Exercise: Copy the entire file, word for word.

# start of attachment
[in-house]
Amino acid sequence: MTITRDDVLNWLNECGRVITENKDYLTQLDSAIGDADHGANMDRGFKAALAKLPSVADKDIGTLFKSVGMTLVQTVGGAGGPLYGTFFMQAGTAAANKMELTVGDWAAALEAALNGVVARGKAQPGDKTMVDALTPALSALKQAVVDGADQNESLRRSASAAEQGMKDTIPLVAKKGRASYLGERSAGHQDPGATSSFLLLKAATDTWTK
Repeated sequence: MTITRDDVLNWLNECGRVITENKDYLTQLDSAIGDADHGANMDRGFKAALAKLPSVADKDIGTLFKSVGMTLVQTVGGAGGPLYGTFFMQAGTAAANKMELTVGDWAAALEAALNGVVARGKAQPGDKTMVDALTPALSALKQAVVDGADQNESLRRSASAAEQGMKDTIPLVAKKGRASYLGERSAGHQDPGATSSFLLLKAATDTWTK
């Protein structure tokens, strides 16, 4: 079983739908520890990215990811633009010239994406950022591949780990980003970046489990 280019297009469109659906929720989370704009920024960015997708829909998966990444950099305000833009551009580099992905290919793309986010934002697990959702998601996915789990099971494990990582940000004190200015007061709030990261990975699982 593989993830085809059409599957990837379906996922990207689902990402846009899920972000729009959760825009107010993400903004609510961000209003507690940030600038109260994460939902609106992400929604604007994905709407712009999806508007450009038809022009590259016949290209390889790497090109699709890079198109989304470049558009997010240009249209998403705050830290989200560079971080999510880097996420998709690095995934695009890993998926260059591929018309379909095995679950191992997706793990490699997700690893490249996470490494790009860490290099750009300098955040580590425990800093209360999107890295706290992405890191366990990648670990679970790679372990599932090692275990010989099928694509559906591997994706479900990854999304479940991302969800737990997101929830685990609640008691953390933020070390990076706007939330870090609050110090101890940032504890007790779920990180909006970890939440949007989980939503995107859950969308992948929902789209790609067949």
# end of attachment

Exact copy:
[in-house]
Amino acid sequence: MTITRDDVLNWLNECGRVITENKDYLTQLDSAIGDADHGANMDRGFKAALAKLPSVADKDIGTLFKSVGMTLVQTVGGAGGPLYGTFFMQAGTAAANKMELTVGDWAAALEAALNGVVARGKAQPGDKTMVDALTPALSALKQAVVDGADQNESLRRSASAAEQGMKDTIPLVAKKGRASYLGERSAGHQDPGATSSFLLLKAATDTWTK
Repeated sequence: MTITRDDVLNWLNECGRVITENKDYLTQLDSAIGDADHGANMDRGFKAALAKLPSVADKDIGTLFKSVGMTLVQTVGGAGGPLYGTFFMQAGTAAANKMELTVGDWAAALEAALNGVVARGKAQPGDKTMVDALTPALSALKQAVVDGADQNESLRRSASAAEQGMKDTIPLVAKKGRASYLGERSAGHQDPGATSSFLLLKAATDTWTK
């Protein structure tokens, strides 16, 4: 079983739908520890990215990811633009010239994406950022591949780990980003970046489990 280019297009469109659906929720989370704009920024960015997708829909998966990444950099305000833009551009580099992905290919793309986010934002697990959702998601996915789990099971494990990582940000004190200015007061709030990261990975699982 593989993830085809059409599957990837379906996922990207689902990402846009899920972000729009959760825009107010993400903004609510961000209003507690940030600038109260994460939902609106992400929604604007994905709407712009999806508007450009038809022009590259016949290209390889790497090109699709890079198109989304470049558009997010240009249209998403705050830290989200560079971080999510880097996420998709690095995934695009890993998926260059591929018309379909095995679950191992997706793990490699997700690893490249996470490494790009860490290099750009300098955040580590425990800093209360999107890295706290992405890191366990990648670990679970790679372990599932090692275990010989099928694509559906591997994706479900990854999304479940991302969800737990997101929830685990609640008691953390933020070390990076706007939330870090609050110090101890940032504890007790779920990180909006970890939440949007989980939503995107859950969308992948929902789209790609067949």